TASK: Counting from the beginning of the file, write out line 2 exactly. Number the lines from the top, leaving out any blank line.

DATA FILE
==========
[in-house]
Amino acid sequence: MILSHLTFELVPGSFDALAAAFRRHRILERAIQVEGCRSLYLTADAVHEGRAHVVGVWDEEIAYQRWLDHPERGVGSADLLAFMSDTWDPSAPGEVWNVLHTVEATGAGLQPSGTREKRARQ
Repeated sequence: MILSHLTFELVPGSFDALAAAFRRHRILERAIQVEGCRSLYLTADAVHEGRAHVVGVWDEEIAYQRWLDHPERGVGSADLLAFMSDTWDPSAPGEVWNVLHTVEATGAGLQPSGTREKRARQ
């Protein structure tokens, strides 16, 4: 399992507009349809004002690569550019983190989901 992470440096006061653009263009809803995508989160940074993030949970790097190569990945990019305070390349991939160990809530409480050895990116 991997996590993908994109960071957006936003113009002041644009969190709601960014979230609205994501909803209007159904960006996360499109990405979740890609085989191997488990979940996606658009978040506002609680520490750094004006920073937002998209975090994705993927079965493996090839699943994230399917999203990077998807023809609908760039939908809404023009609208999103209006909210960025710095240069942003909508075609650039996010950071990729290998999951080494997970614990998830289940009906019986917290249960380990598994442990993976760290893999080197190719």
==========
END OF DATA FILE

Amino acid sequence: MILSHLTFELVPGSFDALAAAFRRHRILERAIQVEGCRSLYLTADAVHEGRAHVVGVWDEEIAYQRWLDHPERGVGSADLLAFMSDTWDPSAPGEVWNVLHTVEATGAGLQPSGTREKRARQ